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Brachygnathia, Cardiomegaly and Renal Hypoplasia Syndrome (BCRHS) in Poll Merino Lambs

Peter Windsor, Professor of Livestock Health & Production, Faculty of Veterinary Science, University of Sydney

Posted Flock & Herd August 2010


In early 2008 we were contacted by a southern Poll Merino breeder who reported a problem of 'freak lambs' in her flock over the previous five years She described 2 lambs born in a flock of 400 ewes and that lambs were of small size with fine bones and did not survive long. Numbers were increasing over successive years (2, 2, 8,12 sequentially) and she admitted 'they have been pushing the lines hard'.


Three neonatal lambs, one male and two female, were submitted for necrospy. All 3 lambs had a remarkably similar phenotype, weighing 1.4kg, with crown rump lengths of 35cm. They had failed to walk, breath or feed and the most striking external macroscopic findings were the small body size, prominent abdominal distension and pronounced inferior brachygnathia causing a 2cm malocclusion of the unerupted lower incisors and the upper dental pad. The cranium appeared shortened which appeared to have caused mild caudal compressed the brain and broadening of the orbits, resulting in prominent bilateral exopthalmia.

On opening the body cavities, the thoracic cavity appeared smaller than expected as a result of small thin ribs (there were 13) and brachysternum. It contained an enlarged rounded heart, the cardiomegally occurring from right sided ventricular hypertrophy in particular. The heart and lungs occupied the majority of the thoracic space. The abdominal cavity was characterized by an enlarged dark congested liver with rounded edges and small kidneys. The remaining viscera appeared normal. Histopathology of the liver showed marked congestion with hepatocellular atrophy and biliary retention. Kidneys were markedly hypoplastic with tubular necrosis. Other organs were micoscopically normal.


Morphological diagnosis. Multiple congenital defects including dwarfism, brachygnathia, brachysternum, exopthalmia, cardiomegally and renal hypoplasia Provisional aetiological diagnosis. Likely genetic defect, previously unreported in the veterinary literature.


Subsequent breeding data was studied by segregation analysis and suggested the defect was a fully penetrant lethal recessive inherited defect. The frequency of affected lambs in annual lambing dropping from 2.5% of lambs affected in 2004 to 0.5% 2009 due to elimination of putative carriers from the breeding cohort. All of the affected lambs were from a common family with no parental animals affected.

DNA samples from affected animals, parents and unrelated normal animals were genotyped with the new Ovine SNP chip (developed by the International Sheep Genomics Consortium) that enables 50,000 genetic markers to be tested at once. A single genomic region associated with the defect was identified. Further studies to identify the causative mutation are proposed that may lead to a genetic test for use in Merino populations for carriers of the defect but more importantly, add to our understanding of developmental biology of this genomic region in all mammals.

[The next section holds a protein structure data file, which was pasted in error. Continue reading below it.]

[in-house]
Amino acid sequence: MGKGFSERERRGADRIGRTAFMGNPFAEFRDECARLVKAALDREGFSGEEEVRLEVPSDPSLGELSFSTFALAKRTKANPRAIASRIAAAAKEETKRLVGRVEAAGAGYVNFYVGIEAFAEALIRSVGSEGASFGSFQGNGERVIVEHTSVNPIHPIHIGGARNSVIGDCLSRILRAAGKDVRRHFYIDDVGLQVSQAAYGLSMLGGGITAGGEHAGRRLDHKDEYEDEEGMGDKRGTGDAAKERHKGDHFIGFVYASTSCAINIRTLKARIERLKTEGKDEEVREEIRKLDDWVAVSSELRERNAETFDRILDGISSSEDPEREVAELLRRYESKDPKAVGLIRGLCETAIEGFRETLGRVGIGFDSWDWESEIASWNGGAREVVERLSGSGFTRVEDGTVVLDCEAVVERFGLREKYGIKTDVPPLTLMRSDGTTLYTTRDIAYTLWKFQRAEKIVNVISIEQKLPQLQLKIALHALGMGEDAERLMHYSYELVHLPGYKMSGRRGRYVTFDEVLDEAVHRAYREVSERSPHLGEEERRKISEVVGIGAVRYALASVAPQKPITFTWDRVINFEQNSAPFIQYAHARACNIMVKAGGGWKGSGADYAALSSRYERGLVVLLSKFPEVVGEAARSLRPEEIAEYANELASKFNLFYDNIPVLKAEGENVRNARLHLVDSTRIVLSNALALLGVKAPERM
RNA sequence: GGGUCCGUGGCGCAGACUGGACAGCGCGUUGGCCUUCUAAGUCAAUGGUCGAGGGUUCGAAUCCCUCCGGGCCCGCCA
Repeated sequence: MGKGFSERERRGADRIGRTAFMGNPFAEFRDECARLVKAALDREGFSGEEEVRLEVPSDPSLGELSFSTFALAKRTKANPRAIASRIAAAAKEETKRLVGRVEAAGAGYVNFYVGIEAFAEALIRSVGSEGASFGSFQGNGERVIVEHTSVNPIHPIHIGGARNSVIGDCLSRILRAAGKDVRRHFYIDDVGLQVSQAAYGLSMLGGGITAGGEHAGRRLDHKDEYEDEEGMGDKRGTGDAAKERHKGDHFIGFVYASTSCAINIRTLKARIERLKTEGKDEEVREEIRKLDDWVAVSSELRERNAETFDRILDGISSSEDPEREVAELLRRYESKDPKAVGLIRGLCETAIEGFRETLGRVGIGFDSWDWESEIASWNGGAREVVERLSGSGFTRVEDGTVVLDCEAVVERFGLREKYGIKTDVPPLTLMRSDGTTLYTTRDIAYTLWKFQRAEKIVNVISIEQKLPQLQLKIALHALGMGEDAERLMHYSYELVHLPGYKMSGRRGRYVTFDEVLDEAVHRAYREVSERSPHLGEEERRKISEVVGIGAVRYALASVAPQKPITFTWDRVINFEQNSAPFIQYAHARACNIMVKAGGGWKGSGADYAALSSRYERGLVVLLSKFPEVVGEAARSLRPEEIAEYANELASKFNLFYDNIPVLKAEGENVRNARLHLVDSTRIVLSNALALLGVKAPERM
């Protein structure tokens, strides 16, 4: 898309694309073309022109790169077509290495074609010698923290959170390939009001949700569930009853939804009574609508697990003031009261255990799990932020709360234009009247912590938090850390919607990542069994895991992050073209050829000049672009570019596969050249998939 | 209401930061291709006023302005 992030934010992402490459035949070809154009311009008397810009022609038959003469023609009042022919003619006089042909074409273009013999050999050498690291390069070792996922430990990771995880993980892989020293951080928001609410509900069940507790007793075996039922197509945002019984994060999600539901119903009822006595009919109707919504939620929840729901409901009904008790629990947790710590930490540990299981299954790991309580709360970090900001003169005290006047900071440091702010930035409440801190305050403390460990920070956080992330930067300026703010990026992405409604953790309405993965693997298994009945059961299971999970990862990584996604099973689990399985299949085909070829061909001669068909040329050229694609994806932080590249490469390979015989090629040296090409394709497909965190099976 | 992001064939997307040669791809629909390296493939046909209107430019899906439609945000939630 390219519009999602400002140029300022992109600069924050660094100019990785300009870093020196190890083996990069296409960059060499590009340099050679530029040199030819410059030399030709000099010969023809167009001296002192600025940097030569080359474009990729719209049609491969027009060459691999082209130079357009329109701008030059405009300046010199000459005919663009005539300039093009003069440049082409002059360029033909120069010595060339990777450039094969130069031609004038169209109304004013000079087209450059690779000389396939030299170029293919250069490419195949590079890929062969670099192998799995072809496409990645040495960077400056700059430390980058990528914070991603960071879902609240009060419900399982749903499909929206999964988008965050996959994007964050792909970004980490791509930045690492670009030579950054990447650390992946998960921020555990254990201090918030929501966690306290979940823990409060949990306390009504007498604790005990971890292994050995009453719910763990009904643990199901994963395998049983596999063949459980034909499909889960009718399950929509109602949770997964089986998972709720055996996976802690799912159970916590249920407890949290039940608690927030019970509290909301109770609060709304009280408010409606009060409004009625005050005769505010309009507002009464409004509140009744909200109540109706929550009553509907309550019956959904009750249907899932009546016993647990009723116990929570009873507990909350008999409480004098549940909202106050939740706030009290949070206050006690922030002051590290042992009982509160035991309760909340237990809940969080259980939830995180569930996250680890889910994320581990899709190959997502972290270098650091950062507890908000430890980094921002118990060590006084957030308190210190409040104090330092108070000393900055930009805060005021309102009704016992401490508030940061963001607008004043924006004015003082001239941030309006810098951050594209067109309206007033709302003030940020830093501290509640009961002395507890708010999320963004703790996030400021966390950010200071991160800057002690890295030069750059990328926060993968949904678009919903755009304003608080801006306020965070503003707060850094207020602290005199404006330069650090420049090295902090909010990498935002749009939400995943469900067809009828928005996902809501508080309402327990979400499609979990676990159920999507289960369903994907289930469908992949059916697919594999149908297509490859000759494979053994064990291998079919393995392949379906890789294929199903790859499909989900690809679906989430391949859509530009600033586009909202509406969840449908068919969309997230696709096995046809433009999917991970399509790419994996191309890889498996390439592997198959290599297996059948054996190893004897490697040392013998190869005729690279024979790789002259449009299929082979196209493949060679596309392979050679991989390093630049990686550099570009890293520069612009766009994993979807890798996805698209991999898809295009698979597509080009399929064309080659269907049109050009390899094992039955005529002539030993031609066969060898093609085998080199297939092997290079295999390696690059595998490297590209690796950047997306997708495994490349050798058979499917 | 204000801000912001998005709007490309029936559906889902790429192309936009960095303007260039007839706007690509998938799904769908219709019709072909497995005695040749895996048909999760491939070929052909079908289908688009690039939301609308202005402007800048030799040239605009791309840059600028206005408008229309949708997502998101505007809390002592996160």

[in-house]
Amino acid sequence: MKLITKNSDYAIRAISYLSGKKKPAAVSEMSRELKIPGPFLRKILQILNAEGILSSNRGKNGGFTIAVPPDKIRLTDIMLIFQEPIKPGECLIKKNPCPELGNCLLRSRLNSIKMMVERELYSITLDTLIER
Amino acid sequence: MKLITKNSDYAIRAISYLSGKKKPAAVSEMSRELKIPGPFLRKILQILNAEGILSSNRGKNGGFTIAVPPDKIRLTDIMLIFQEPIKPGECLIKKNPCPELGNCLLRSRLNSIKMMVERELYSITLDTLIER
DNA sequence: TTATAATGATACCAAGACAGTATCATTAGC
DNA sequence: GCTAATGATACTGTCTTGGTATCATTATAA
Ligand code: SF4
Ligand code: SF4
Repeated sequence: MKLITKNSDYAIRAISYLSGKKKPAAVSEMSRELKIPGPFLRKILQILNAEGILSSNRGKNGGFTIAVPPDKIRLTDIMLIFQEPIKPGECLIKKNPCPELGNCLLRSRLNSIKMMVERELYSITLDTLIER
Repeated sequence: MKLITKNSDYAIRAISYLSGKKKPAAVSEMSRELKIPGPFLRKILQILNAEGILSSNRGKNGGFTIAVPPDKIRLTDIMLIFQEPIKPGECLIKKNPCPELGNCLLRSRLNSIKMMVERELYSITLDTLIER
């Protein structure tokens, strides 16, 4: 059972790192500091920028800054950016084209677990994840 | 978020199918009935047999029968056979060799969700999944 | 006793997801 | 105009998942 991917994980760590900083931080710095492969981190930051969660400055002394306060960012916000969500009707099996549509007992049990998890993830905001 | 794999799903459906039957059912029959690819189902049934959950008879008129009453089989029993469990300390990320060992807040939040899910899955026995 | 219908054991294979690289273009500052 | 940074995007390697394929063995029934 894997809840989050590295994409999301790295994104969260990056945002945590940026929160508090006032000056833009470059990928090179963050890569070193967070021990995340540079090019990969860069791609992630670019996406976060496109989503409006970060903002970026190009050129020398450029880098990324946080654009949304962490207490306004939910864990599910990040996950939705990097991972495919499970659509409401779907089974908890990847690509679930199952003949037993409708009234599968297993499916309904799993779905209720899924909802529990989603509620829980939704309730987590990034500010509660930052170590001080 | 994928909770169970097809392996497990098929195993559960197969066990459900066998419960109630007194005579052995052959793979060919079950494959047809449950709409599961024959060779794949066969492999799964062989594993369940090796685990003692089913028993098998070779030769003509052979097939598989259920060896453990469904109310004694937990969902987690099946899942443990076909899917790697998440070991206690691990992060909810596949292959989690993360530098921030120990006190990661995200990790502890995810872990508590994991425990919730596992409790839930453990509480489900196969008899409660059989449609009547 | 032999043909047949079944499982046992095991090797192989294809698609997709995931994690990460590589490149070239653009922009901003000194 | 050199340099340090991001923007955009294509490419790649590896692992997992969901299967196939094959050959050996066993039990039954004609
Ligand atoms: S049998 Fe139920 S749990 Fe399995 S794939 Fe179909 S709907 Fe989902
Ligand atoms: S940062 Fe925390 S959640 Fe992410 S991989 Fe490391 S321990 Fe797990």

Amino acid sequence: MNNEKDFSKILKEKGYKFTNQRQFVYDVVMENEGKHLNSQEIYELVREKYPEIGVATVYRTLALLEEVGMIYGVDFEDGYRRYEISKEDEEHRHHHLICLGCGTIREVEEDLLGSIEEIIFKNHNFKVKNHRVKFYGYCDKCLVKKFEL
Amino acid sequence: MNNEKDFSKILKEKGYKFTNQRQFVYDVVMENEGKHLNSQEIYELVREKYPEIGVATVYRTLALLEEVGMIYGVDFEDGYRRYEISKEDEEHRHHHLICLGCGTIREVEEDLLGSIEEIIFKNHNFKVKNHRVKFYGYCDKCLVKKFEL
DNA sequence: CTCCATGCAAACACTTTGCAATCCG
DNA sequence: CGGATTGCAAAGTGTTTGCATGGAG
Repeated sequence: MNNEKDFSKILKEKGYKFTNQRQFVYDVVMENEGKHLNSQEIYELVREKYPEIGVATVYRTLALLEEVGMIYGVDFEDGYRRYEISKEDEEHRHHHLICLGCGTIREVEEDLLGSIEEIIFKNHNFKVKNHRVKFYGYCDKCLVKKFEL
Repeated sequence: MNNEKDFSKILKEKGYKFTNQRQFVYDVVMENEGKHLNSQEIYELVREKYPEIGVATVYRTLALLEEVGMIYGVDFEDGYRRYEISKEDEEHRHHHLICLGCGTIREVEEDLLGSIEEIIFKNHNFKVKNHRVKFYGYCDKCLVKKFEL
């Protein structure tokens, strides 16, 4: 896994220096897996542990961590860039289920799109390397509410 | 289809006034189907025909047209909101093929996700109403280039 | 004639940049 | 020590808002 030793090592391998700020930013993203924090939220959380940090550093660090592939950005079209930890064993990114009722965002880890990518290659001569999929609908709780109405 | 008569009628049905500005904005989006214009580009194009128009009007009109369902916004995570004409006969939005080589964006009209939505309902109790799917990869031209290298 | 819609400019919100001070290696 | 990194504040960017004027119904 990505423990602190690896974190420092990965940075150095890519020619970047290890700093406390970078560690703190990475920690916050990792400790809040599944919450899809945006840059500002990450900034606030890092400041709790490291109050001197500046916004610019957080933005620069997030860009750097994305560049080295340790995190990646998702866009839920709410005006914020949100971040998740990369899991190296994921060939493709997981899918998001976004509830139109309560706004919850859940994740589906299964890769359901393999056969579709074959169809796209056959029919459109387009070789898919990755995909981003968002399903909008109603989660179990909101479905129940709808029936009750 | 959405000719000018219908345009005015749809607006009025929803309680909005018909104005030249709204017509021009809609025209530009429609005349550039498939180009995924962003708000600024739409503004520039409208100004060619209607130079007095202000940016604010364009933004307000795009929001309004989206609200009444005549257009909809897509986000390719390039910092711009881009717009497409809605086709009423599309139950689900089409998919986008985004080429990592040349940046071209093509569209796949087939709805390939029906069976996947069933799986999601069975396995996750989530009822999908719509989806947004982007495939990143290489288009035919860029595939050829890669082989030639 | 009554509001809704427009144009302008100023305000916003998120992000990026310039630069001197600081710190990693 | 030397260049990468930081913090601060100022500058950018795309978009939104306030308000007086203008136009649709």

Bovine genetic defects have been commonly described in Australian cattle (Jolly and Windsor, 2010) and are likely to also be common in Australian sheep. However with the exception of holoprosencephaly in Border Leicester lambs (Roth et al, 1987), spider syndrome in Suffolk lambs (Philips et al, 1992) and neurovisceral ceriod lipofuscinosis (NCL) in Merino sheep which is analogous to CLN6 in humans (Tammen et al, 2006), inherited defects of sheep in Australia have been rarely studied in sufficient detail to identify the mode of inheritance, let alone identify the causative mutation.

As congenital cardiac malformations are one of the most important of clinical defects in humans with an estimated prevalence of 4 to 50 per 1000 live births (Pierpont et al. 2007), studies of this novel ovine defect causing congenital heart disease is considered potentially important. To further this work, we would be pleased to hear from anyone who has this or similar defects in this or other breeds.


The cooperation of the owners is essential to this work and is the staff in the team from the Faculty of Veterinary Science involved in this study, including Mohammad Shariflou, Claire Wade, Frank Nicholas and Imke Tammen.


  1. Jolly RD, Windsor PA. (2010). Genetic diseases of cattle. In: Parkinson TJ, Vermunt JJ and Malmo J (eds). Diseases of Cattle of Australasia. Pages 759-777. VetLearn Foundation, Wellington, New Zealand
  2. Phillips PH, Bunn CM, Anderson CE. (1992). Ovine hereditary chondroplasia (Spider syndrome) in Suffolk lambs. Australian Veterinary Journal 70, 73-4, 1992
  3. Pierpont M.E., Basson C.T., Benson D.W., Jr., Gelb B.D., Giglia T.M., Goldmuntz E., McGee G., Sable C.A., Srivastava D. & Webb C.L. (2007) Genetic basis for congenital heart defects: current knowledge: a scientific statement from the American Heart Association Congenital Cardiac Defects Committee, Council on Cardiovascular Disease in the Young: endorsed by the American Academy of Pediatrics. Circulation 115, 3015-38.
  4. Roth, I.J., Morrow, C.J., Wilkins, J.F., Harper, P.A.W. (1987). Holoprosencephaly in Border Leicester lambs. Aust. Vet. J. 64: 27-273
  5. Tammen I, Houweling PJ, Frugier T, Mitchell NL, Kay GW, Cavanagh JA, Cook RW, Raadsma HW, Palmer DN. (2006) A missense mutation (c.184C>T) in ovine CLN6 causes neuronal ceroid lipofuscinosis in Merino sheep whereas affected South Hampshire sheep have reduced levels of CLN6 mRNA. Biochem Biophys Acta. 1762(10):898-905


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